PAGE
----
I love me a good back story. The murky mystery of Bo's intrigues me and I also really like that, for once, the will-they-or-won't-they manufactured sexual tension between Bo and NCM is out the window in the very first episode. Hey, she's a succubus. The woman needs to feed...


Train: Drive By.
I love Train's songs. Either they're full of pep and jaunty lyrics or they're beautiful love songs whose words break your heart into tiny, erudite pieces. Drive By is their latest single; I downloaded the day it was available. It's a song about a one-night stand that quickly turns into something more. The minute I heard the chorus I was sunk:

Oh I swear to you, I'll be there for you
This is not a drive by-i-i-i-i

Just a shy guy, looking for a two-ply
Hefty bag to hold my-i-i-i-i-i-i-love
When you move me, everything is groovy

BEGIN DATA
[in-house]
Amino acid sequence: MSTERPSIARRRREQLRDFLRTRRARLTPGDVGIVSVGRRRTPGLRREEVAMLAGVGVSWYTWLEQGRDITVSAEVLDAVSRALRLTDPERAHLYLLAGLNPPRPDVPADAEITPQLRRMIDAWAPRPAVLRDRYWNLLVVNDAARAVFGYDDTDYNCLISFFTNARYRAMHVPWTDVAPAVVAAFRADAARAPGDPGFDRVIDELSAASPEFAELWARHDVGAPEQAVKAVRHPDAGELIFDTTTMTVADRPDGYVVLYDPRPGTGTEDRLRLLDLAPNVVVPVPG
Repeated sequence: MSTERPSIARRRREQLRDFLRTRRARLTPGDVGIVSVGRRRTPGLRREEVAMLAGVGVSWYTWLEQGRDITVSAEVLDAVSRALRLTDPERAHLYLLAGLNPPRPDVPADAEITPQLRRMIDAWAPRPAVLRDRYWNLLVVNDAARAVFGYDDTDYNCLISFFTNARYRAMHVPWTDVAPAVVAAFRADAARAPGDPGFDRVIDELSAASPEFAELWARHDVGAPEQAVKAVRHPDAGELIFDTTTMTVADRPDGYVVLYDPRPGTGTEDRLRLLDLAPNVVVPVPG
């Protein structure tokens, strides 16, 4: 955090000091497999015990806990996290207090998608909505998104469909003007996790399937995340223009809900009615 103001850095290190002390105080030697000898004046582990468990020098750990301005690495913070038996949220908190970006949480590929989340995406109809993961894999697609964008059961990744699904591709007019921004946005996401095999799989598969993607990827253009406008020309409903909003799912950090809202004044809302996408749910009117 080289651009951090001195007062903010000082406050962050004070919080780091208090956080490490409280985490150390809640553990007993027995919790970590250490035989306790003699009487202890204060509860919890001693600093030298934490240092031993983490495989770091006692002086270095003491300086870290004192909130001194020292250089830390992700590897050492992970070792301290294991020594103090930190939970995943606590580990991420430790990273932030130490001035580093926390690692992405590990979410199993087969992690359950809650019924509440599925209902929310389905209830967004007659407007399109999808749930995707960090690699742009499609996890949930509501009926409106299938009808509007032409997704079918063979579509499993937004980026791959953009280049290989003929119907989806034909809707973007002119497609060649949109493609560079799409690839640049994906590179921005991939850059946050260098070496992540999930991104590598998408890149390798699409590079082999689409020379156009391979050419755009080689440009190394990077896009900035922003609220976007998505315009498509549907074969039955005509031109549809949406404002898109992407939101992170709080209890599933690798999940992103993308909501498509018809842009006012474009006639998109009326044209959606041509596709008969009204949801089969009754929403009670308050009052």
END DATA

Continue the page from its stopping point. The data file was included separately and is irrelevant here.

They don't like it sue me,
Mmm, the way you do me
Oh I swear to you, I'll be there for you
This is not a drive by-i-i-i-i

Seriously, I'm bopping in my bed as I write this. They had me at "groovy." 

Daughtry: Renegade.
Daughtry fills a certain slot in the rock oeuvre, namely the one Creed left behind with Scott Stapp and is still scrambling to reclaim now that he's back in the fold. Whenever I hear a Daughtry song, I think of the expression on his face the moment he was cut from American Idol several years ago (I saw the news clip; never ever watch the show). He was so shocked, so completely dumbfounded that he was being cut. Yet, that was likely the best thing that could've happened to his career. He's had a cavalcade of hits and even tho they sound, to me, like variations on a theme, I enjoy the fact that at least there's not an auto tuner involved.